You are correct that the Germans built new tracks that were standard gauge after they invaded the Soviet Union, but trains had to stop at Treblinka because there were no railroad bridges across the river.

      After the war, Goering testified at the Nuremberg IMT that what we call the Final Solution was “the Total Solution to the Jewish Question in Europe” which he said was “transportation to the East.”

      The evidence for the missing Jews being in Russia is that around one million Jews were denied reparations by the German government because they had come from Russia to the Displaced Persons camps in Germany.

      Comment by furtherglory — October 11, 2011 @ 12:22 pm

      • You have many questions which I believe I can try to help answer and would like to comment on, but here is what I have for now.

        You asked why not disinfect clothing at Treblinka instead of shipping it to Majdanek as Treblinka already had Zyklon-B for its gas chambers on Jews. From my readings this whole question is based upon false premises. Most trains did return empty to their original launch point, where more transports were readied. Late historian Raul Hilberg records many such documents in his work. Trains that took clothes to Majdanek were more limited, as common sense would dictate, as only a fraction of the cargo of a transport to Treblinka would consist of clothes. Most of such cargo would be human beings and so it only stands to reason that many fewer trains were needed to bring all of such clothes to Majdanek. There are also many testimonies recording the stockpiling and organizing of clothing. Secondly, there was no need for Zyklon-B at Treblinka, nor did the camp utilize said product. The gas chambers were operated with engine exhaust from combustible engines, with carbon monoxide serving as the lethal agent. Engine exhaust will not clean and fumigate clothes. Conversely if Treblinka was used to clean the Jews why not clean the clothes too? Did the Nazis want the Jews to be naked?

        You ask why not send the Jews to Majdanek instead of the Operation Reinhard camps, not Reinchard. Interesting question. Majdanek did not have a functioning gas chamber until October 1942. At that time many hundreds of thousands (if not more than million) of ‘useless eaters’ had already been gassed at the three Reinhard camps. It is my understanding that there were gassings in Majdanek in late 1942. These numbers are recorded in the so-called Hoefle telegram. And these gas chambers, without mechanical ventilation mechanisms, would take a significant time to ventilate before the corpses could be destroyed. Regarding Auschwitz, it too lacked purpose built gas chambers at the start of Operation Reinhard. Instead converted farm houses and cell prisons were used for this purpose at the time. You say why not use the two camps, I say what is wrong with using the other three too? They were constructed to murder people while Auschwitz and Majdanek had to adapt to gassings from the normal camp practice. Once morgue gas chambers were purposefully built and finished in 1943 most of the Reinhard camps no longer functioned.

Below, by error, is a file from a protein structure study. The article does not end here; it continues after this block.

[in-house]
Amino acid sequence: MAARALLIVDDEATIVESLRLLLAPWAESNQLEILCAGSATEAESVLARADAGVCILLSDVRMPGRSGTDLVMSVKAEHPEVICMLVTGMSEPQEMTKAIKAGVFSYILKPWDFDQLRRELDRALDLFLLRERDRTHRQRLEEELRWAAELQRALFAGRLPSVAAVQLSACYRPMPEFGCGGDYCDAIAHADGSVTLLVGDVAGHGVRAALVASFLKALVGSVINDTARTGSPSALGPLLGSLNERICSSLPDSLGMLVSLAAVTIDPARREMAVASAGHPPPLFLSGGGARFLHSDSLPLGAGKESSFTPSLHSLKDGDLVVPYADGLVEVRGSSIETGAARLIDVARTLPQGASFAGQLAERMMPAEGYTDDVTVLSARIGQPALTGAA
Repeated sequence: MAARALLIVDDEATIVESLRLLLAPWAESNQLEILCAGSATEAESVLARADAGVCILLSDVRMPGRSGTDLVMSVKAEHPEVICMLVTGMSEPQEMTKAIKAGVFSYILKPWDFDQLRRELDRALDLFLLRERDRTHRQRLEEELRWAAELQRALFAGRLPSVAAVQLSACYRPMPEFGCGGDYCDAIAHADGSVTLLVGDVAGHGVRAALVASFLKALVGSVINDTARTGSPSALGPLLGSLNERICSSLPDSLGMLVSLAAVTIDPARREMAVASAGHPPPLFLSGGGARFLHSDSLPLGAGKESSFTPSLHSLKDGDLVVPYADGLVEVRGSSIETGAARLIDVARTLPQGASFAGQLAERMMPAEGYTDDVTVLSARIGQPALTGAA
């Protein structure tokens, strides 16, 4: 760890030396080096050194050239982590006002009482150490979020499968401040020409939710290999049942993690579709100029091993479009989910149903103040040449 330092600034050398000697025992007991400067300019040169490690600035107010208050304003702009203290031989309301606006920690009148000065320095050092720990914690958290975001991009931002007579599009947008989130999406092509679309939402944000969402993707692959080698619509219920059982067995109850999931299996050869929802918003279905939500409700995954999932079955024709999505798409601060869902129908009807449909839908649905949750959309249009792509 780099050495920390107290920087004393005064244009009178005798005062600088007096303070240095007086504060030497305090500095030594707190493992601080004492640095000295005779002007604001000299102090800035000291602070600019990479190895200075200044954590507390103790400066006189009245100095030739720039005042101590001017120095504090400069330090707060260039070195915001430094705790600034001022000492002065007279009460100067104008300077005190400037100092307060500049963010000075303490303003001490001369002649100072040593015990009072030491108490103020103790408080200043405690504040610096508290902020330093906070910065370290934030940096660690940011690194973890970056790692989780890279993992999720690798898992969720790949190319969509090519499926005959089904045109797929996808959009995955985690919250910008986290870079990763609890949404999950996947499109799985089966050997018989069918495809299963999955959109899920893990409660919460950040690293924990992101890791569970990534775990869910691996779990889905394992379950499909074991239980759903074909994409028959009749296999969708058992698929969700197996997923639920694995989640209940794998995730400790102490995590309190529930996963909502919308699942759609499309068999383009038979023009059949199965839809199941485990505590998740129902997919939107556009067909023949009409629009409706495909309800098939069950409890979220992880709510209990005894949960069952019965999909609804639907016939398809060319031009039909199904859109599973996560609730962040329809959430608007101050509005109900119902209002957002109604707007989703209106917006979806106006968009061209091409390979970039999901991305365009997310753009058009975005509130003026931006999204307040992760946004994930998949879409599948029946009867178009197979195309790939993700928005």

I have also seen German army maps of eastern Poland and there were many places to cross the Bug River.

        Some questions for you now:

        1) What day during the trial did Goering state that Jews were “transported to the East”?
        2) Where can I find specific sources on the million Jews returning from Russia into Germany?

        Comment by Ray — October 11, 2011 @ 4:07 pm

        • “… Treblinka already had Zyklon-B for its gas chambers on Jews”

          No.

          Zyklon-B was only used for gas chambers at Auschwitz. The other camps used exhaust gas from internal combustion engines in fixed gas chambers at Treblinka, Sobibor and Belzec, and in mobile gas trucks (Gaswagen) at Chelmno.

          The information about Malkina Junction is very interesting

          Comment by Mike Ashworth — November 23, 2016 @ 3:26 am

  3. I recall reading about General Patton’s complaints about the Jews from Russia coming into the DP camps. He didn’t like the way these Jews acted and he deplored their crude manners. There were one million Jews who were denied reparations because they had not been in any of the camps at the end of the war; they had been in Russia during the war. I know that some Jews escaped by wading across the Bug river in September 1939. This is shown in the movie “Europa, Europa.” The escape route across the Bug river was stopped by the Russian invasion of Poland on September 17, 1939.

    Comment by furtherglory — October 8, 2011 @ 5:59 am

    • I was just reading a lot about this yesterday in the NY Times archives.

      It seems that tens of thousands of Jews fled across the Bug, (possibly hundreds of thousands, very possibly the missing Reinhard Jews) and were forced by gunpoint across the Bug by the Nazis, but were then arrested by the Soviets and sent to Siberia, etc.

      So Russia knows where a hell of a lot of the missing Jews are. They put them in THEIR camps and killed them.

      Comment by Eric Hunt — October 8, 2011 @ 2:59 pm

  4. Maybe a couple of Jews escaped and miraculously survived in the Soviet Paradise.

    Comment by Eager for Answers — October 7, 2011 @ 7:39 pm